Just a few months after settling with David Dao, the passenger who was violently dragged off a flight in April, United Airlines has unsurprisingly managed to mess up again — albeit nonviolently, at least.
After purchasing a ticket for her 27-month old son from Hawaii to Boston, Shirley Yamauchi was stunned to discover that United had sold her son’s ticket to a standby passenger not long after they boarded.
Yamauchi told local new station KITV that she bought her and her son roundtrip tickets between Boston and Hawaii; with connections, their flight was about 18-hours. Shortly after they had their tickets scanned and boarded the leg between Houston and Boston, a man boarded whose ticketed seat number was the same as her son’s.
Remembering Dao’s bloodied face (who could forget?), Yamauchi didn’t want to “cause a scene.” Neither did the crew, apparently, since Yamauchi sought assistance but was swiftly rebuffed. “I was confused. I told him, I bought both of these seats,” Yamauchi told KITV. “The flight attendant came by, shrugs and says ‘flight’s full.’”
Literally fearing that she might get hurt if she protested, Yamauchi traveled with her son on her lap despite paying for a ticket and in contradiction to FAA guidelines that advise against flying with toddlers on laps. She paid $969 for her son’s ticket.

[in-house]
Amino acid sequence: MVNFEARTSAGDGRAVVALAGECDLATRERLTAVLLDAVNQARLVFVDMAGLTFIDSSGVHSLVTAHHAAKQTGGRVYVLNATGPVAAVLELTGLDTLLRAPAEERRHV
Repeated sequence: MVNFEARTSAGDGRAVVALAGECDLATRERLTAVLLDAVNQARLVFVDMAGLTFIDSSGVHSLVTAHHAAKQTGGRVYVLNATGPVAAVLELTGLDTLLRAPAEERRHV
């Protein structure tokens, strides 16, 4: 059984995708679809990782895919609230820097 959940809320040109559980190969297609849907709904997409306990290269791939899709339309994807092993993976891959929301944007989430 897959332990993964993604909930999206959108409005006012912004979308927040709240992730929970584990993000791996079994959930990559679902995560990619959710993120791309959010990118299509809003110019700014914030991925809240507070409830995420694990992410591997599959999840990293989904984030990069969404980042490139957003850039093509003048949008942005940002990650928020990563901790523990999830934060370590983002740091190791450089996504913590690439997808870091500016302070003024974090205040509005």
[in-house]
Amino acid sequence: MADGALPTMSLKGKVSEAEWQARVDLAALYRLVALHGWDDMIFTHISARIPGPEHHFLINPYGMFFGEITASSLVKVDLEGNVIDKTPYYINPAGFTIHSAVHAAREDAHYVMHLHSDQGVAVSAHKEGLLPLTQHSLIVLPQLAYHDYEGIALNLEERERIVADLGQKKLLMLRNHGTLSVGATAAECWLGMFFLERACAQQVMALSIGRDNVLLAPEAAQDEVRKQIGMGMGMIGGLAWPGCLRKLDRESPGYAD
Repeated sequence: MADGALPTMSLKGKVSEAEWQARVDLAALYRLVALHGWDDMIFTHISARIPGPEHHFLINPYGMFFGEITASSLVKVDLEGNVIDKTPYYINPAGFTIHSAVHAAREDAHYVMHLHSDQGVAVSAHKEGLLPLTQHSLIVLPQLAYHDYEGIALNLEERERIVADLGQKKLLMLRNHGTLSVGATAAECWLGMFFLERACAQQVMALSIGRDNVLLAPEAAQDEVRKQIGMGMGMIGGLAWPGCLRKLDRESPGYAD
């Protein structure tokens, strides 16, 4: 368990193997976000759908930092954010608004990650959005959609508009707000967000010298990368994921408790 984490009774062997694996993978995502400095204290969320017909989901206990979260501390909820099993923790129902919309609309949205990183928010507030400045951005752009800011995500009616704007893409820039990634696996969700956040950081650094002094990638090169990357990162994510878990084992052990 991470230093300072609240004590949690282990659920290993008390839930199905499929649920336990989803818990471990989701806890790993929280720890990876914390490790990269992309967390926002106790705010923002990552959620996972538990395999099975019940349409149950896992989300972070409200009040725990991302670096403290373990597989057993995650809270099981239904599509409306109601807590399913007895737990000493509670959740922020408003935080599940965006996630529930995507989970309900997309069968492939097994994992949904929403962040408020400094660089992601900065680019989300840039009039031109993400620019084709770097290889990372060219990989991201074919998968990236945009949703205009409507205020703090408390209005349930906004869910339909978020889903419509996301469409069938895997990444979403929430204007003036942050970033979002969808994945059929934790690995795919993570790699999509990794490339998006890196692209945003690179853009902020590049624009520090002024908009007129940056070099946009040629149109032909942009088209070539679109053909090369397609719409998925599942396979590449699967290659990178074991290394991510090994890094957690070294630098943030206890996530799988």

When she arrived at the connecting airport, Yamauchi was informed by a United hotline employee that if she wanted a refund, United would have to cancel her return ticket to Hawaii.
United’s spokesperson issued a statement in response to Yamauchi’s travel nightmare:
“On a recent flight from Houston to Boston, we inaccurately scanned the boarding pass of Ms. Yamauchi’s son. As a result, her son’s seat appeared to be not checked in and staff released his seat to another customer and Ms. Yamauchi held her son for the flight. We deeply apologize to Ms. Yamauchi and her son for this experience.”
How many apologies does United have to issue before actually committing to prioritizing customers? Or even simply prioritizing services people have paid for? As with many flying dilemmas, it seems like United’s employees aren’t even clear on what those services are.
“It’s worrisome. Everyone who has helped me so far has contradicted each other,” Yamauchi concluded. “United has made errors that make national headlines. yet, it continues.”
We may never see the end of it.